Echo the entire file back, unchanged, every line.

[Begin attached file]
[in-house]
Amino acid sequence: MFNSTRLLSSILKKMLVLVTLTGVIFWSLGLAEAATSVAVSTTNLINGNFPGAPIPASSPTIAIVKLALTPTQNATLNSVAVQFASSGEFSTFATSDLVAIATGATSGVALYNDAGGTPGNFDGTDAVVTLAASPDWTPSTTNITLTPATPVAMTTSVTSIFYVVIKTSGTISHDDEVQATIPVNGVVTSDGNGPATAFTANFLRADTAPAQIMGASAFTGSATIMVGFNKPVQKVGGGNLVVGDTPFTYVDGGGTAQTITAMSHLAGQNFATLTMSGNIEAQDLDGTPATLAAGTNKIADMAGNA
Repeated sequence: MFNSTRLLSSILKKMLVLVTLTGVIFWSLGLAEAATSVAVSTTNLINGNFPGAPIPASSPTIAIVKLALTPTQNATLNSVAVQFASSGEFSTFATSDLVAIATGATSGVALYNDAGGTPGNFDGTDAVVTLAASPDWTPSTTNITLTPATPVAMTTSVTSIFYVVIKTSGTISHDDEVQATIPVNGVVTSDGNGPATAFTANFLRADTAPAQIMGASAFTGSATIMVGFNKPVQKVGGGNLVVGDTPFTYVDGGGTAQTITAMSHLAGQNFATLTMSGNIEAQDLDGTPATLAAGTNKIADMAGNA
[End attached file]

[in-house]
Amino acid sequence: MFNSTRLLSSILKKMLVLVTLTGVIFWSLGLAEAATSVAVSTTNLINGNFPGAPIPASSPTIAIVKLALTPTQNATLNSVAVQFASSGEFSTFATSDLVAIATGATSGVALYNDAGGTPGNFDGTDAVVTLAASPDWTPSTTNITLTPATPVAMTTSVTSIFYVVIKTSGTISHDDEVQATIPVNGVVTSDGNGPATAFTANFLRADTAPAQIMGASAFTGSATIMVGFNKPVQKVGGGNLVVGDTPFTYVDGGGTAQTITAMSHLAGQNFATLTMSGNIEAQDLDGTPATLAAGTNKIADMAGNA
Repeated sequence: MFNSTRLLSSILKKMLVLVTLTGVIFWSLGLAEAATSVAVSTTNLINGNFPGAPIPASSPTIAIVKLALTPTQNATLNSVAVQFASSGEFSTFATSDLVAIATGATSGVALYNDAGGTPGNFDGTDAVVTLAASPDWTPSTTNITLTPATPVAMTTSVTSIFYVVIKTSGTISHDDEVQATIPVNGVVTSDGNGPATAFTANFLRADTAPAQIMGASAFTGSATIMVGFNKPVQKVGGGNLVVGDTPFTYVDGGGTAQTITAMSHLAGQNFATLTMSGNIEAQDLDGTPATLAAGTNKIADMAGNA